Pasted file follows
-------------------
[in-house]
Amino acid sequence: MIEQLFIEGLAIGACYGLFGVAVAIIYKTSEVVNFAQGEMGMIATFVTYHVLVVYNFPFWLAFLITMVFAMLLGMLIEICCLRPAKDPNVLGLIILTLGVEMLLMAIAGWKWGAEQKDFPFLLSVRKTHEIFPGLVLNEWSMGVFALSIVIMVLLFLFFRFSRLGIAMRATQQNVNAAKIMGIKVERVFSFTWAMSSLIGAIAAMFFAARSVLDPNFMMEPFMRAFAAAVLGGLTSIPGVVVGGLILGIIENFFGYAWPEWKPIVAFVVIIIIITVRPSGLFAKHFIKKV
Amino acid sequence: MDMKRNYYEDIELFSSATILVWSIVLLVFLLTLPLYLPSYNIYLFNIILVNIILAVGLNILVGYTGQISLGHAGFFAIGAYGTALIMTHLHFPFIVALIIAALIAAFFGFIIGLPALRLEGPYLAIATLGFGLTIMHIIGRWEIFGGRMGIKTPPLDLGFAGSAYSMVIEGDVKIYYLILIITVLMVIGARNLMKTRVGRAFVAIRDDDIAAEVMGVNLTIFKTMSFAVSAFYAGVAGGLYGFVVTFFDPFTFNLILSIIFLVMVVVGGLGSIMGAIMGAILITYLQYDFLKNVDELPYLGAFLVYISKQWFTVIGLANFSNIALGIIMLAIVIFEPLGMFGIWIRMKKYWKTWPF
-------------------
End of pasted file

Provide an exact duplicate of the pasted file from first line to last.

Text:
[in-house]
Amino acid sequence: MIEQLFIEGLAIGACYGLFGVAVAIIYKTSEVVNFAQGEMGMIATFVTYHVLVVYNFPFWLAFLITMVFAMLLGMLIEICCLRPAKDPNVLGLIILTLGVEMLLMAIAGWKWGAEQKDFPFLLSVRKTHEIFPGLVLNEWSMGVFALSIVIMVLLFLFFRFSRLGIAMRATQQNVNAAKIMGIKVERVFSFTWAMSSLIGAIAAMFFAARSVLDPNFMMEPFMRAFAAAVLGGLTSIPGVVVGGLILGIIENFFGYAWPEWKPIVAFVVIIIIITVRPSGLFAKHFIKKV
Amino acid sequence: MDMKRNYYEDIELFSSATILVWSIVLLVFLLTLPLYLPSYNIYLFNIILVNIILAVGLNILVGYTGQISLGHAGFFAIGAYGTALIMTHLHFPFIVALIIAALIAAFFGFIIGLPALRLEGPYLAIATLGFGLTIMHIIGRWEIFGGRMGIKTPPLDLGFAGSAYSMVIEGDVKIYYLILIITVLMVIGARNLMKTRVGRAFVAIRDDDIAAEVMGVNLTIFKTMSFAVSAFYAGVAGGLYGFVVTFFDPFTFNLILSIIFLVMVVVGGLGSIMGAIMGAILITYLQYDFLKNVDELPYLGAFLVYISKQWFTVIGLANFSNIALGIIMLAIVIFEPLGMFGIWIRMKKYWKTWPF